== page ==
Using Theatre as a Positive Tool in Combating Gang Violence

The Chickenshed Theatre was invited to London Met to bring their impactful play ‘Crime of the Century’ for social work students, social work practitioners and students across the School of Social Sciences and Professions. Using theatre as a tool for exploring the causes of gang violence the performance raised awareness about the harsh reality of gang crime and youth social exclusion. As well as the lasting impact on families. 

The performance portrayed the pain and grief experienced by those affected by senseless acts of violence, evoking strong emotions within the audience. Through their performance, they were able to spark an important Q & A dialogue with the audience who had the opportunity to connect with the cast on a range of issues brought up by the play including how to support victims as well as perpetrators.   

One social work student said I have never been to the theatre before, and this performance blew me away. The issues are really relevant to my placement, and I will have plenty to discuss with my practice educator at my next supervision!’  

Donna Jones, the Head of Subject, who arranged the performance said ‘It has been a great pleasure to collaborate with Chickenshed. They are a fantastic theatre company with values of social justice central to all they do that align perfectly with my Subject Area and the values and commitment of SSSP. I hope to develop strong links with them so that my students and staff can benefit from their powerful performances.’ 

This production carries a special weight for the theatre group as it explores the events leading up to the murder of a 14-year-old boy who was related to some members of the Chickenshed Theatre. Even though it was created over a decade ago in response to fatal stabbings, recent incidents have only reinforced its relevance. Knife-related crimes have surged by 76% throughout England during the last decade, with 247 deaths in the year to June 2023 (The Independent). Data released by the Office for National Statistics confirm that, despite a decline in homicides in the 13-19 age group, teenagers remain twice more likely to be fatally stabbed than they were 10 years ago (The Ben Kinsella Trust,  ONS).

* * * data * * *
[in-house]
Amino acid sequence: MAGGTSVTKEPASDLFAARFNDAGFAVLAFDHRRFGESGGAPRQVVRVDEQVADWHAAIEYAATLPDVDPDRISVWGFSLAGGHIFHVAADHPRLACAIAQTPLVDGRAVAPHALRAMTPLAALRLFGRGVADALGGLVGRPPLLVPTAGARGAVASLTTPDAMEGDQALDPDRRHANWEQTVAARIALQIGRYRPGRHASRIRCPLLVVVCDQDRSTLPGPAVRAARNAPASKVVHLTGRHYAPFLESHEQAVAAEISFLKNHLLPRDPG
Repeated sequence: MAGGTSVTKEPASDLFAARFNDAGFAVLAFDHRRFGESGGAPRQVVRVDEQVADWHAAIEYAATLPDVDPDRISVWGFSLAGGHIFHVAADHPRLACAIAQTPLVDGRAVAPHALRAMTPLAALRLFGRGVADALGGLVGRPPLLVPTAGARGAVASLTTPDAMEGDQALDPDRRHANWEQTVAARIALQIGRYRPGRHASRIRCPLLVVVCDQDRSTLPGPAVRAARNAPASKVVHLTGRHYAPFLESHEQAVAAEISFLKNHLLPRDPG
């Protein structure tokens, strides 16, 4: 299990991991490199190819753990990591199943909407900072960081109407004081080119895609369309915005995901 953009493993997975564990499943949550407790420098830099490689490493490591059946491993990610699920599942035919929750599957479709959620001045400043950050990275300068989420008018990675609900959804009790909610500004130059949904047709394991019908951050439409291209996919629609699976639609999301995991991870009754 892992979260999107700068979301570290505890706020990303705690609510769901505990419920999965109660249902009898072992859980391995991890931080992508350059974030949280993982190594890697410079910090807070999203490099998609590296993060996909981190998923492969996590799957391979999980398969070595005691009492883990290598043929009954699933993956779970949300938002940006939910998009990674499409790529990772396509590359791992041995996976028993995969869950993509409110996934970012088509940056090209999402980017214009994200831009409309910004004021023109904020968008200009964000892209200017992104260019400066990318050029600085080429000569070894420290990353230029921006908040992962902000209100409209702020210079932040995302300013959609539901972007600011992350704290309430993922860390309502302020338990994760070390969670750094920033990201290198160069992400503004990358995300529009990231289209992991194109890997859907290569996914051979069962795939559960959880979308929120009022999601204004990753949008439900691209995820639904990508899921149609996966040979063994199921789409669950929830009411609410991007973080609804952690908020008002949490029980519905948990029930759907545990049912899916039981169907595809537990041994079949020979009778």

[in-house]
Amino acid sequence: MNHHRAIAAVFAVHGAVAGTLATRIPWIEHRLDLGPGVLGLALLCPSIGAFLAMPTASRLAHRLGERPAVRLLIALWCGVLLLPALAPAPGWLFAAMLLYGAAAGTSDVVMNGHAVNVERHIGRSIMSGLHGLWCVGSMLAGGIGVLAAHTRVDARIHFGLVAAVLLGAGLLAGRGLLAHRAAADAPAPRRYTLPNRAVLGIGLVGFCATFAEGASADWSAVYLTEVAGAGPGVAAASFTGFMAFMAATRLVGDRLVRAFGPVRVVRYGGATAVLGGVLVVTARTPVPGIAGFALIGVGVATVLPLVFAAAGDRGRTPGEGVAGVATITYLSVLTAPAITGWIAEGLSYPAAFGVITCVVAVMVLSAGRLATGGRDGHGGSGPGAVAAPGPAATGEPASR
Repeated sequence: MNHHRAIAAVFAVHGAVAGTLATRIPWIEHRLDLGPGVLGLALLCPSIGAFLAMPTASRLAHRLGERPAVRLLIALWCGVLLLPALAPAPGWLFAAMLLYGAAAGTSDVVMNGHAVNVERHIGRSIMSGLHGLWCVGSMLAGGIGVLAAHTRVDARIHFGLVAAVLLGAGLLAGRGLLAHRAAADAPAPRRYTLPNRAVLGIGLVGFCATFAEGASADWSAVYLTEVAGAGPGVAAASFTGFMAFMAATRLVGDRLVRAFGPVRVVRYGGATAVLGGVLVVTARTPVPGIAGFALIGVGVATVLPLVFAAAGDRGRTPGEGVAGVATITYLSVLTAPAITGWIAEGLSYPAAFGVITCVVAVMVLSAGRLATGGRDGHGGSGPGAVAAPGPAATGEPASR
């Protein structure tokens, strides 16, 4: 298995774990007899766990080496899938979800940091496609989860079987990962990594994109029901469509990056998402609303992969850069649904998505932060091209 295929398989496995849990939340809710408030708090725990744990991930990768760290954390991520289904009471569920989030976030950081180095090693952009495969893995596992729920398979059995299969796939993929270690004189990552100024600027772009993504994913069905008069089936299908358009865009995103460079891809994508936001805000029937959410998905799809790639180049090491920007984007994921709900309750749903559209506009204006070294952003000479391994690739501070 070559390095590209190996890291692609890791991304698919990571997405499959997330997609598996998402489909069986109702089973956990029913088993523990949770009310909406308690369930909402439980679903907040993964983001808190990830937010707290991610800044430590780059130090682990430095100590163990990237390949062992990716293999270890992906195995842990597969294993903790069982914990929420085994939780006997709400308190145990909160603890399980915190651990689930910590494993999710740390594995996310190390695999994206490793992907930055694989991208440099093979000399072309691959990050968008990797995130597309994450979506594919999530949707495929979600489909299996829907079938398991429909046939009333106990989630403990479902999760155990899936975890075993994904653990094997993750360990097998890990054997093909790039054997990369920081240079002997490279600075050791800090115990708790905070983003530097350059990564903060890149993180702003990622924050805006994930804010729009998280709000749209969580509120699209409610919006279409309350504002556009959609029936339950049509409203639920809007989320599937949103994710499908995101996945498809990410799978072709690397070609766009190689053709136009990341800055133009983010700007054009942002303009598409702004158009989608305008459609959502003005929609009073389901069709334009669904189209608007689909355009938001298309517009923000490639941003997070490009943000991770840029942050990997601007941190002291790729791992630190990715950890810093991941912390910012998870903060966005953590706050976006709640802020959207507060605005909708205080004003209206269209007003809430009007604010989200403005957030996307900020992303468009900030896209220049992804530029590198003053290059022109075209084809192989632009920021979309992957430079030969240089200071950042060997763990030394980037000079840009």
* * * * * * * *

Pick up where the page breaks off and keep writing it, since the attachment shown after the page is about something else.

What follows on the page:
Paul Morrall, Executive Director of Education Training and Outreach from The Chickenshed Theatre, added:  

‘Chickenshed were both proud and privileged to share our Crime of the Century performance with Students at London Metropolitan University having been invited by Donna Jones. To perform such a powerful, physical and emotional production twice in the same day was made incredibly positive and worthwhile by the engagement of the students and the important dialogue between students and cast that took place after the performance. So many vital and productive debating points and potential ways forward for young people and communities affected by the issues of the performance – were raised and discussed demonstrating the power of an event where empathy for those at risk in an issue was very much the order of the day.’ 

The Chickenshed Theatre performance emphasised the transformative power of live physical storytelling and how it can inspire people to make positive changes in their lives. As they exchanged stories of how this show had impacted and motivated people for more than 10 years, cast members expressed that affecting just one person out of the room of the entire audience makes all their efforts meaningful. Initiatives like the ‘Crime of the Century’ performance serve as an important reminder that by having open discussions about these issues, we can work towards creating safer environments for everyone.